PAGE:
It's hard to engage with white people on this problem unless they simply grok the problem and their place within it. People who are tone deaf about racism trying to compare it to sexism are going to fail big time. But they don't even know they are tone deaf, and when you tell them, they don't hear it right.

Anyway, since you brought up Steinem, one of the best moments of the election season was Melissa Harris-Lacewell devestating Gloria Steinem on Democracy Now.

Maegan la Mala said...

You are way more patient than me mujer. I am in no mood to teach people or give examples.

Cocoa Goddess said...

Anonymous, her point is a white person saying racism has gotten better is the equivalent of a male saying sexism has gotten better. Basically the person who has the least experience with both is the severity of these experiences. Sure you people have their own point of view, but shouldn't the measure of the betterment of either "ism" judged by those who are the most oppressed by them?

Anonymous said...

I completely agree with you, and in fact I would guess that subtle, institutionalized racism is just as oppressive as blatant racism.

It took me a long time to understand the difference between white feminism and black feminism. Personally once I learned about black feminism it made a lot more sense, because it does (as you mention) focus on the intersectionality of race, gender, and class. Although I do agree that women should be able to "break the glass ceiling" and such, real equality (for ALL women) looks much different than that.

libhom said...

I didn't know the PUMA forums were still around. I strongly suspect that Ms. Clinton would like them to close up shop.

There certainly is sexism in many of the reactions to Sarah Palin, but the author either doesn't remember or is too young to remember Dan Quayle and the reaction to him. Both Quayle and Palin are religious extremists, are inarticulate, and are boastful ignoramuses. Both were also chosen as VP based on the fact that their looks were more appealing (or really less unappealing) than those of other politicians. Neither of them was capable of serving as President, and both were subject to intense ridicule.

I remember hearing that, after the Civil War, the Republican Party decided that either black men or white women would get the vote. This was a cynical way to pit both groups against each other and to put women of color in a really terrible bind. That dynamic is still playing out today.

Tiffany said...

I agree with much of what you say, and agree that white women can't understand the racism facing black women. However, I think the bigger issue is that it was a little childish and naive of the original poster to engage a comparison of which was more acceptable: racism or sexism. It's about as pointless as trying to decide which race is oppressed more, or who has had it the worst over the years.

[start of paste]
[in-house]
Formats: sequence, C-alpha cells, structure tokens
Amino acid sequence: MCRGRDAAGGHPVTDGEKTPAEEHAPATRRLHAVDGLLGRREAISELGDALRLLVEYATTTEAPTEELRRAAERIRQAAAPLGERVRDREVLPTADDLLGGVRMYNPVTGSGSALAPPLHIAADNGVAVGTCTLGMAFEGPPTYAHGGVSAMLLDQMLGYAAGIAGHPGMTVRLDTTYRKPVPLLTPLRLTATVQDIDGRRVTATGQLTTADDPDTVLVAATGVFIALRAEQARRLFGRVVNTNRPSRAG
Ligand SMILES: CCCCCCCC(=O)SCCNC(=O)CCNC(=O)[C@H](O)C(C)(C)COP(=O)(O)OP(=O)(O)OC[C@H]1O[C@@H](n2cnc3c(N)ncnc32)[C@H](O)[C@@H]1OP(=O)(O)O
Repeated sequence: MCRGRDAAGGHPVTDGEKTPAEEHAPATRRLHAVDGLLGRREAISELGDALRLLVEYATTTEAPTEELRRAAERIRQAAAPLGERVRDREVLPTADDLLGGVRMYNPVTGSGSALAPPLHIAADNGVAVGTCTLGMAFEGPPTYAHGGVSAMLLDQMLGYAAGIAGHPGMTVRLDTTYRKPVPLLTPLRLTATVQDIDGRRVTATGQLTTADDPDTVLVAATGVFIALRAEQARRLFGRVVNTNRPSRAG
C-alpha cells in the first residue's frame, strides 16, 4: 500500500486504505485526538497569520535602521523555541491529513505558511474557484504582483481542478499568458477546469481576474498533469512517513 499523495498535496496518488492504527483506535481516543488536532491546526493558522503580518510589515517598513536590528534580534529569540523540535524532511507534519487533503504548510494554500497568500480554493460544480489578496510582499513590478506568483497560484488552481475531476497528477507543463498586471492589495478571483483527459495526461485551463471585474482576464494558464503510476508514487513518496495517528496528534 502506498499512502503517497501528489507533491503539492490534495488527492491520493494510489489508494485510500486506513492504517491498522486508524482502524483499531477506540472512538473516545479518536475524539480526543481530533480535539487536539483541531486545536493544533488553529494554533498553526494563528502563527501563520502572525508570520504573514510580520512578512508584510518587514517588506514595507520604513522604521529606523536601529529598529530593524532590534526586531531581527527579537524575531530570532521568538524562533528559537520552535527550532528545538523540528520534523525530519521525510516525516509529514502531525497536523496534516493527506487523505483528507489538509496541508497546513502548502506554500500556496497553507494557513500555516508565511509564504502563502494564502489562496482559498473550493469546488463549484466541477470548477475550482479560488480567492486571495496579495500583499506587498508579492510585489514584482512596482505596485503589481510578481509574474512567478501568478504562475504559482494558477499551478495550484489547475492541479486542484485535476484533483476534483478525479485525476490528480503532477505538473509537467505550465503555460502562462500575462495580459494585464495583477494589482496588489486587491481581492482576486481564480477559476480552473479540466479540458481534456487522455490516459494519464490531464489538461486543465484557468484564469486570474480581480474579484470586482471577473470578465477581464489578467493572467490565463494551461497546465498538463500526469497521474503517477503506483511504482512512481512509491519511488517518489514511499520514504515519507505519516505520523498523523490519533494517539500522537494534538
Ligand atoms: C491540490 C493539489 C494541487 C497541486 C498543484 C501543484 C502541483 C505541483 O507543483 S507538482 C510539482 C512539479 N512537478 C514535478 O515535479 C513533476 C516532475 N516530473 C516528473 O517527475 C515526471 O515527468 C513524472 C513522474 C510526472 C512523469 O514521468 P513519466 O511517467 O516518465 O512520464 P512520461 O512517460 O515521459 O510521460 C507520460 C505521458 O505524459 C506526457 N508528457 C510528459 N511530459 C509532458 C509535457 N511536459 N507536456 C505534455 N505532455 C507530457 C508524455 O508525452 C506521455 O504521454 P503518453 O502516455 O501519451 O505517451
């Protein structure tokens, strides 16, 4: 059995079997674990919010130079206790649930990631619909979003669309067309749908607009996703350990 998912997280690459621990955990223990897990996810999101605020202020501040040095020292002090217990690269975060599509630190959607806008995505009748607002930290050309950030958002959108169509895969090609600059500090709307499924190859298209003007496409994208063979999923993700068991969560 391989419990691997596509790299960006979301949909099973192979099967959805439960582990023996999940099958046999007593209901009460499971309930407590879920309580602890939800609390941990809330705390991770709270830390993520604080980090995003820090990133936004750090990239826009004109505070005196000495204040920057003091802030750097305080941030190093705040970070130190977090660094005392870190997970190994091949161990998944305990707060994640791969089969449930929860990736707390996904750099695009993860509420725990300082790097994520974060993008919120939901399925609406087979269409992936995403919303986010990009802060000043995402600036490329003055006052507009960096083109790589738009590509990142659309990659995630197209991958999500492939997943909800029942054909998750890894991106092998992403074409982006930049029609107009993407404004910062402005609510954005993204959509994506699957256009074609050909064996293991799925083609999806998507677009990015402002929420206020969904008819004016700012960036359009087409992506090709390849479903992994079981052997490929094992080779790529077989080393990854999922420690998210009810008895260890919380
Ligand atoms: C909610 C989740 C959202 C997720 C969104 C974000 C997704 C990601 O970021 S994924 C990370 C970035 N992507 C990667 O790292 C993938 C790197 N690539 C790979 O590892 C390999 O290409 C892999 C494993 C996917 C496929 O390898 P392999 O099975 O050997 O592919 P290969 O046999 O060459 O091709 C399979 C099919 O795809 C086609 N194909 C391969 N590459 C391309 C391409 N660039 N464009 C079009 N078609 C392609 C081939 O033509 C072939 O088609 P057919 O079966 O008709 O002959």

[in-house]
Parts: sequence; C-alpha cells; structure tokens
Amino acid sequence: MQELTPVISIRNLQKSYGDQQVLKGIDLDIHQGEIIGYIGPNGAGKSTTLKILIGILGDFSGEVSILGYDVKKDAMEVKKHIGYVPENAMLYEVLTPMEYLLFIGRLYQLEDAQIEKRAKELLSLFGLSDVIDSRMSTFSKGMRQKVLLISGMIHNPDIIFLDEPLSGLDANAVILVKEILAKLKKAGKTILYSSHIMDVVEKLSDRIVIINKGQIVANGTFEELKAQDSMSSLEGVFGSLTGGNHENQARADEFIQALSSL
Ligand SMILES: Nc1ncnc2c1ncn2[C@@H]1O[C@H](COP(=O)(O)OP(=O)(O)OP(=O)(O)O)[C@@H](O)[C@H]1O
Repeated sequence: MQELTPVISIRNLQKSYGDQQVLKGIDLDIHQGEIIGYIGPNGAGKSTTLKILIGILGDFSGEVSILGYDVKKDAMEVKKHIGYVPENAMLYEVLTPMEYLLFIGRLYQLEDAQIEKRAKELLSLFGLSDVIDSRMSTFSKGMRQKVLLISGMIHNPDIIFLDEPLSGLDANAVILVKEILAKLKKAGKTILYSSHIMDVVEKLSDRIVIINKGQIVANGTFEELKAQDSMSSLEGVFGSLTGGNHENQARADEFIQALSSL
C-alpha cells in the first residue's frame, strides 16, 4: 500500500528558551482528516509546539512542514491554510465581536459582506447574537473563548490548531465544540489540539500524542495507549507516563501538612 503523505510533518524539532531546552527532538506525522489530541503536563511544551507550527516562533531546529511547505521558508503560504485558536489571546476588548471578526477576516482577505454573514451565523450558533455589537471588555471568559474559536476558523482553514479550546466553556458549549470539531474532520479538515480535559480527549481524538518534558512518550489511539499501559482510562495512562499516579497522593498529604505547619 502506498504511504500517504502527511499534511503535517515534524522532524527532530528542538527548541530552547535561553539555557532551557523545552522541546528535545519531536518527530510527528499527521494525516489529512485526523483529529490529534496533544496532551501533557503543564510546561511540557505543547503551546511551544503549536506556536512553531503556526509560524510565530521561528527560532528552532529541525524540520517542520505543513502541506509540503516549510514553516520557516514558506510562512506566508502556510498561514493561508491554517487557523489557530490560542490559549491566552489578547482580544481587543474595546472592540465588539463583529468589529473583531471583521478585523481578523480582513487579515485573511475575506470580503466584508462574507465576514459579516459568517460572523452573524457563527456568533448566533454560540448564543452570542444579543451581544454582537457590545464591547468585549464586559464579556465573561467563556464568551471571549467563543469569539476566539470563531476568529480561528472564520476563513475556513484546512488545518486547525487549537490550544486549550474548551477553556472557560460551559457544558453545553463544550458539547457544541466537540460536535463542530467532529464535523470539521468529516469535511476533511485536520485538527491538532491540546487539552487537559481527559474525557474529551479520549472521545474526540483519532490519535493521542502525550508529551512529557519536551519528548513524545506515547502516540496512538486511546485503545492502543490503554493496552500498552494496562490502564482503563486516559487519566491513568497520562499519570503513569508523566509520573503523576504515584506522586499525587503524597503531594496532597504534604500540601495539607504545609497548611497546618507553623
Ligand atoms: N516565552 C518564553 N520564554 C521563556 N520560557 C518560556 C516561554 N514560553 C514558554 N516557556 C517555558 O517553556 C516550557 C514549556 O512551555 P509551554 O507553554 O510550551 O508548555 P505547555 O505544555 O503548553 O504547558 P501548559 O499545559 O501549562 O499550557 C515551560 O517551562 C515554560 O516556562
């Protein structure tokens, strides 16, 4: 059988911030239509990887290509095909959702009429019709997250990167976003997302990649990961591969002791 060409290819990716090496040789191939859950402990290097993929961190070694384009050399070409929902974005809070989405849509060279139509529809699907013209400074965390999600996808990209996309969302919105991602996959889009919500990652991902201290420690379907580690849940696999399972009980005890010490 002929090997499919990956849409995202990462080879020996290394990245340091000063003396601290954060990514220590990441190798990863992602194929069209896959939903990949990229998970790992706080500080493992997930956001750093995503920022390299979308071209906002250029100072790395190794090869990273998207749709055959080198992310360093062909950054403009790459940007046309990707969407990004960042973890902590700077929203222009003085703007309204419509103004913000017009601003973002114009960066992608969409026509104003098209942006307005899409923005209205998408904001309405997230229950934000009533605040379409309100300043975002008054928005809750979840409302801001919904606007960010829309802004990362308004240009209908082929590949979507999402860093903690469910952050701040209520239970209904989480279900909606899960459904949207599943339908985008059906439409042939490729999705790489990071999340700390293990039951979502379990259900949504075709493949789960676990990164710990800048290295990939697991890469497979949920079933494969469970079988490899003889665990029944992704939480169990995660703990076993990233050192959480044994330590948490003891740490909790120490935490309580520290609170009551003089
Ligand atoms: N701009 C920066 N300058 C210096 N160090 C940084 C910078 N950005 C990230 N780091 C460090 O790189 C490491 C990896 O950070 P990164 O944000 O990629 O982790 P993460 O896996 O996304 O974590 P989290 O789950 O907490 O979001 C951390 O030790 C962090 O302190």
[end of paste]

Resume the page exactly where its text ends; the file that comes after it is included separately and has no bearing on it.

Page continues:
The only other thing I would say is that your assertion that only a white woman would assume that racism is more acceptable than sexism is a little bit of a racist statement. While it is less likely that any other race would make that statement, stereotyping any race as the harsh, unfeeling overlords is a little cruel and has negative repercussions. I'd rather point out where people are wrong on an individual basis, than blame it on their race. Also, participating in that kind of name calling tends to shut down communication. But I could be wrong.

Plain(s)feminist said...

You rock. My desk has a big dent from where I've been banging my face into it after reading her response. I'm impressed that you were able to respond so calmly (and, of course, brilliantly).

DaisyDeadhead said...

See, I think racism is actually much worse since Obama was elected, its like it all just suddenly BUBBLED OVER (I am a veteran of one of those wacky-assed TOWN MEETINGS, after all!) ... certain whites just went berserk over a black man as president. Their latent racism had been carefully controlled and kept under wraps, as long as black people stayed "in their place"... but then, one became president ... and BOOM.

So I don't even know what planet this person is on.

Chris said...

She wanted to open up a dialogue, that she did!
"In no mood to teach people or give examples"? In that one sentence I was taught acceptance.
I want to be educated, I want to be shown examples. Had she not written this blog, I would not have found your response. Educated a bit more, I thank you for your words.


Anonymous said...

I tend to think there's more racism around than there is sexism but: I also tend to think that that is because I am so acculturated to sexism that I don't see it as well as I do racism.

It's such a sterile debate though, racism vs. sexism, and it's more than sort of the wrong question.